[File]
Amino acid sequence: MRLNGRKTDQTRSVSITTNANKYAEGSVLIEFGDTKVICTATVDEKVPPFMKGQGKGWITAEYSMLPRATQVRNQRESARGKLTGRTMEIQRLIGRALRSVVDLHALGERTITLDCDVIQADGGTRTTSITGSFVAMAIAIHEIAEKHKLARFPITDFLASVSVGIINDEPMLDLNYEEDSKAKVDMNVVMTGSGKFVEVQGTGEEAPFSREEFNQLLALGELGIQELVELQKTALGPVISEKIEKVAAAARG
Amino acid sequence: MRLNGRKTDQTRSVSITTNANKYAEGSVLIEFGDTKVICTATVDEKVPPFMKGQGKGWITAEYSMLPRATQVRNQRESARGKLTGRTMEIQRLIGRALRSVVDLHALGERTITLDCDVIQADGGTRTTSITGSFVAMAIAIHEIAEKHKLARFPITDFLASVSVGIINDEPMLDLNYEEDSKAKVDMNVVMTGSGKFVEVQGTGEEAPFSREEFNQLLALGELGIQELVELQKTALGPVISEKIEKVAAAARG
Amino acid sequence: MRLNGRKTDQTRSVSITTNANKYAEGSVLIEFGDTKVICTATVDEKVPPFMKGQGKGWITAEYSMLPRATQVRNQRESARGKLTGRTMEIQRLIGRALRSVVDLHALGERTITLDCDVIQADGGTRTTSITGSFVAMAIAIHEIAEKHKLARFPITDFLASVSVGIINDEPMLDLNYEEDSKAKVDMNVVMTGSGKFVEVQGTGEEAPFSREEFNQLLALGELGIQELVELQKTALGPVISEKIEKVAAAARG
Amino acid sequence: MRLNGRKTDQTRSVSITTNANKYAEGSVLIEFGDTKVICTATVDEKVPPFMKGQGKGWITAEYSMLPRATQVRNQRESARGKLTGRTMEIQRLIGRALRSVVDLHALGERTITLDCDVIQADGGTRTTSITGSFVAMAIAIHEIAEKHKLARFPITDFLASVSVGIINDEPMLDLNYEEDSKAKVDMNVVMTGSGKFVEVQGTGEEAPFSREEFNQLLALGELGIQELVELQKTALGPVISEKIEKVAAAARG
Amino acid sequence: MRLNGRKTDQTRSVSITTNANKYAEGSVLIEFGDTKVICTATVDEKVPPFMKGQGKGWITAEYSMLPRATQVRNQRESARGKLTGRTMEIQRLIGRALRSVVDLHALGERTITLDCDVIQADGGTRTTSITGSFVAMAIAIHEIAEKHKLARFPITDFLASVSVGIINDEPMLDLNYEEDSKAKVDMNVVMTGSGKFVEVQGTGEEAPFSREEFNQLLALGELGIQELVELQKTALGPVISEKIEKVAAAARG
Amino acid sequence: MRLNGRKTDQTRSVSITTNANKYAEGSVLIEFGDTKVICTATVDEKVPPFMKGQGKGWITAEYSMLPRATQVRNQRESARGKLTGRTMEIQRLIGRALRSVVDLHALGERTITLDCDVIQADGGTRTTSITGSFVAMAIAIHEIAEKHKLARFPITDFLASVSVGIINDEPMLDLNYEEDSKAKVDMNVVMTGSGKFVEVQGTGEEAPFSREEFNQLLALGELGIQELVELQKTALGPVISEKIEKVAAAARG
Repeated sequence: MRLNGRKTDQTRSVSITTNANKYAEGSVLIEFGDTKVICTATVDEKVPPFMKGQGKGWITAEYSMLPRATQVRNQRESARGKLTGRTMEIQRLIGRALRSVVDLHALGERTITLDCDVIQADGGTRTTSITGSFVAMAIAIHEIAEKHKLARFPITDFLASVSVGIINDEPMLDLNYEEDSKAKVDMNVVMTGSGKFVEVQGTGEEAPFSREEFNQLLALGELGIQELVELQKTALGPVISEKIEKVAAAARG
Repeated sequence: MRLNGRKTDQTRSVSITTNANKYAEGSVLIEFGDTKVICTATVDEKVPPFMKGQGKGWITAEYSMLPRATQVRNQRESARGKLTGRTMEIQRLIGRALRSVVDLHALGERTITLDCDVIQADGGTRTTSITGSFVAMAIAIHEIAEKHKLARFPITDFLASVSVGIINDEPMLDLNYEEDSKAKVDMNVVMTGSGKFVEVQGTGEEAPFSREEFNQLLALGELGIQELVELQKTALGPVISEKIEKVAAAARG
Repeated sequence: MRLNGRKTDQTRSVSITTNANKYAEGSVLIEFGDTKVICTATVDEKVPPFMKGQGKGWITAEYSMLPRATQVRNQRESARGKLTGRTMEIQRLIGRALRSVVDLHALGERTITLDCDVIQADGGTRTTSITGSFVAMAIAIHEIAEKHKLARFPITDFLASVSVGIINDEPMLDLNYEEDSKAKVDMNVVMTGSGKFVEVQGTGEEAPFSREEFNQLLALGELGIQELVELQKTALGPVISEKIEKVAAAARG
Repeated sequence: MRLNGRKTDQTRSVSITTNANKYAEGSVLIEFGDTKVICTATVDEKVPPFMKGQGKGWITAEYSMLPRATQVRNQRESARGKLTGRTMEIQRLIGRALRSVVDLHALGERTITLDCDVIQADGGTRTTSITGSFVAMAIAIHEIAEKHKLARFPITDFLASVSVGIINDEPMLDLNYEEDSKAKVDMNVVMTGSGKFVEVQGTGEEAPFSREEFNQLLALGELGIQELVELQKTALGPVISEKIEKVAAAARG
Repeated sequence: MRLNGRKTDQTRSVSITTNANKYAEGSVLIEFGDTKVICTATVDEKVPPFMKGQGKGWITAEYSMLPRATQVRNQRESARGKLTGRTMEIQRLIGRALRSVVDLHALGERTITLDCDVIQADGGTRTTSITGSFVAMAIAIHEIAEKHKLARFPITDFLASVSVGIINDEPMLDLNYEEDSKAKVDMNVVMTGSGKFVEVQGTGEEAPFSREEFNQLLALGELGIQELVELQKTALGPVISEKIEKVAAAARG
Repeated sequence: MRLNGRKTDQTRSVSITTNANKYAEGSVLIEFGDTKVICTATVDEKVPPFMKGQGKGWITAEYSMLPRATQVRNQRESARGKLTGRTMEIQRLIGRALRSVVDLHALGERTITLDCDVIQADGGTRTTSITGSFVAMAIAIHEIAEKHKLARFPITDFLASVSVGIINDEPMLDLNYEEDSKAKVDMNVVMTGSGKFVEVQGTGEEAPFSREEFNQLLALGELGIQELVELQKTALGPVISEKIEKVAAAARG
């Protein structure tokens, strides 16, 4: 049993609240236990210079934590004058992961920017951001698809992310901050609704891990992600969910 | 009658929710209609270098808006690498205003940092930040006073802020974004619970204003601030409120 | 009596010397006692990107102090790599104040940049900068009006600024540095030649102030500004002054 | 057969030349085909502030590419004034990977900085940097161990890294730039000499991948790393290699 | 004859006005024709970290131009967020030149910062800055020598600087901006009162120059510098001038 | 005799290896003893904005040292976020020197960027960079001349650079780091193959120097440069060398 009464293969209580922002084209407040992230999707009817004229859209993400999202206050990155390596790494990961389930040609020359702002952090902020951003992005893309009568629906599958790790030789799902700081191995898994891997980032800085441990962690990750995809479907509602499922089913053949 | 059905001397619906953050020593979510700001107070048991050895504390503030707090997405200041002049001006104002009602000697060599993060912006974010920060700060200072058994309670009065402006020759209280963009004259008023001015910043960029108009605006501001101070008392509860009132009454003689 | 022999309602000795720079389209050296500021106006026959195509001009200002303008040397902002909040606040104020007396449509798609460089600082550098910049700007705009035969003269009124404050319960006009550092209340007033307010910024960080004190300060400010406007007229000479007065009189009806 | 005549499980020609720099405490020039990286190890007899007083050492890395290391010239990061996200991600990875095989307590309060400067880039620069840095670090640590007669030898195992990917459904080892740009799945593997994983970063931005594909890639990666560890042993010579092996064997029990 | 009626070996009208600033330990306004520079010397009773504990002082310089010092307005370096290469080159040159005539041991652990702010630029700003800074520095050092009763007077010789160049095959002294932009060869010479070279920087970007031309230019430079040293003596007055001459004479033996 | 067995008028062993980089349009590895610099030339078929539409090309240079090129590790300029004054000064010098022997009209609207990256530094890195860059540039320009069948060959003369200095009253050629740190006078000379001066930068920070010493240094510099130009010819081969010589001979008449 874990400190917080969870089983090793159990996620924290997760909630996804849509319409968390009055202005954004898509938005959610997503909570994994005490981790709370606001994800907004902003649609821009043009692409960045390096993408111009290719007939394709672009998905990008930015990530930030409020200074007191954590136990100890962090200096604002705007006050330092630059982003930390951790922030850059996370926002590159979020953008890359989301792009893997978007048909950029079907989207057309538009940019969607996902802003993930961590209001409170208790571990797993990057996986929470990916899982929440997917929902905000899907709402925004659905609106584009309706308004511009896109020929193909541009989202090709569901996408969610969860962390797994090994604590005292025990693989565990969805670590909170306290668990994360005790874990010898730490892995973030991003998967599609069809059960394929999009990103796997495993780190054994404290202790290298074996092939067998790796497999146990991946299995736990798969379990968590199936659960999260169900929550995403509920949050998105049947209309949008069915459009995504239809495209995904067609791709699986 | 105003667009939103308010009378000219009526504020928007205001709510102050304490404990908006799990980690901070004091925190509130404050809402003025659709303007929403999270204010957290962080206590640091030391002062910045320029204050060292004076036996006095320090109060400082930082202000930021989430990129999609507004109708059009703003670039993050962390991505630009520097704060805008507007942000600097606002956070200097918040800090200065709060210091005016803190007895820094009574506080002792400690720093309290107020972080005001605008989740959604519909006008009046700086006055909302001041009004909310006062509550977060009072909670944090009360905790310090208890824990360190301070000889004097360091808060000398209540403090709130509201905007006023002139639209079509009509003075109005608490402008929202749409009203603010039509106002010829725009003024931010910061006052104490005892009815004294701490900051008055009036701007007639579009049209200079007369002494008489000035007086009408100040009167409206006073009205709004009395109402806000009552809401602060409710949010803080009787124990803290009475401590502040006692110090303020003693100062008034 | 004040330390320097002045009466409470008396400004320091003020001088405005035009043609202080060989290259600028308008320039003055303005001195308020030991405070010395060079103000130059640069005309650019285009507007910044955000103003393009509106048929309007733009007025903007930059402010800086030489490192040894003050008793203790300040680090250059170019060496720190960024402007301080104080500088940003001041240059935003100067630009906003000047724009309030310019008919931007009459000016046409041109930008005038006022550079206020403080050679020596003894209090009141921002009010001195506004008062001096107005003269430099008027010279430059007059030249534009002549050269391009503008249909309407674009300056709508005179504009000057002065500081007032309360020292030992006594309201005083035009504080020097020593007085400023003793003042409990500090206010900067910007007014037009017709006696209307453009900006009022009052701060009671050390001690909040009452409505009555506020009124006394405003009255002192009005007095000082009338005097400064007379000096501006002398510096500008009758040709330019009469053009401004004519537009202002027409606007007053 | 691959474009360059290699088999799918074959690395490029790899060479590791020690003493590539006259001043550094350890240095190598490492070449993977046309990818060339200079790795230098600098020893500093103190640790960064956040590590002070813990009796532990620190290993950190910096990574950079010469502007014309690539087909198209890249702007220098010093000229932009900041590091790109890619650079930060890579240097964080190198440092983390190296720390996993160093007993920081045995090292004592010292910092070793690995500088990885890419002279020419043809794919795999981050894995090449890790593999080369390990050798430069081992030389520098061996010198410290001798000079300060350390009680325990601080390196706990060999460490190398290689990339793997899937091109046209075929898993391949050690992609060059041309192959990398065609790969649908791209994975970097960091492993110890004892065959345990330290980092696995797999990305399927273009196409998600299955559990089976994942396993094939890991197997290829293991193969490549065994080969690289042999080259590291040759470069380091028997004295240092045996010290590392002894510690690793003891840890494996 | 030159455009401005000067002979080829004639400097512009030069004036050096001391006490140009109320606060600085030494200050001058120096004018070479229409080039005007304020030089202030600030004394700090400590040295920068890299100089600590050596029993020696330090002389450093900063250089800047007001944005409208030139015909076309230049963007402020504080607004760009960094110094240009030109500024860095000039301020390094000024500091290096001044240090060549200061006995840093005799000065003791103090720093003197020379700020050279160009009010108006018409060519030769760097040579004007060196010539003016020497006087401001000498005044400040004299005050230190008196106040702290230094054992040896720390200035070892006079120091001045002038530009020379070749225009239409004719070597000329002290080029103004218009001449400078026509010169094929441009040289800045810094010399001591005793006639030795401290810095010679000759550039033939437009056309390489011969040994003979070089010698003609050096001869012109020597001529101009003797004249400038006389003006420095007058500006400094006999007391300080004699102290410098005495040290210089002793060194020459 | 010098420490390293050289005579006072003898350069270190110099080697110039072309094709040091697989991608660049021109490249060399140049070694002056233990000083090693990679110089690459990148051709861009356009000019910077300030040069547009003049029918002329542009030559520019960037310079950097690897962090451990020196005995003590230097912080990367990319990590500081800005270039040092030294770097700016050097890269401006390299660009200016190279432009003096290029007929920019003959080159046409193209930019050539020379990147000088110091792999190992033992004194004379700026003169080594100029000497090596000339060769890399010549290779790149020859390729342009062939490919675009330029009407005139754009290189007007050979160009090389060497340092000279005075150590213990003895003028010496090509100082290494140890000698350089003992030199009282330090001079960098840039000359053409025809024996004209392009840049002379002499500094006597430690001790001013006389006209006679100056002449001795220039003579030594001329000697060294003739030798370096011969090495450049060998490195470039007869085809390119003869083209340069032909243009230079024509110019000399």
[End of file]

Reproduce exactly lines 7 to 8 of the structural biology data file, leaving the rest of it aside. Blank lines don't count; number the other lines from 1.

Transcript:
Repeated sequence: MRLNGRKTDQTRSVSITTNANKYAEGSVLIEFGDTKVICTATVDEKVPPFMKGQGKGWITAEYSMLPRATQVRNQRESARGKLTGRTMEIQRLIGRALRSVVDLHALGERTITLDCDVIQADGGTRTTSITGSFVAMAIAIHEIAEKHKLARFPITDFLASVSVGIINDEPMLDLNYEEDSKAKVDMNVVMTGSGKFVEVQGTGEEAPFSREEFNQLLALGELGIQELVELQKTALGPVISEKIEKVAAAARG
Repeated sequence: MRLNGRKTDQTRSVSITTNANKYAEGSVLIEFGDTKVICTATVDEKVPPFMKGQGKGWITAEYSMLPRATQVRNQRESARGKLTGRTMEIQRLIGRALRSVVDLHALGERTITLDCDVIQADGGTRTTSITGSFVAMAIAIHEIAEKHKLARFPITDFLASVSVGIINDEPMLDLNYEEDSKAKVDMNVVMTGSGKFVEVQGTGEEAPFSREEFNQLLALGELGIQELVELQKTALGPVISEKIEKVAAAARG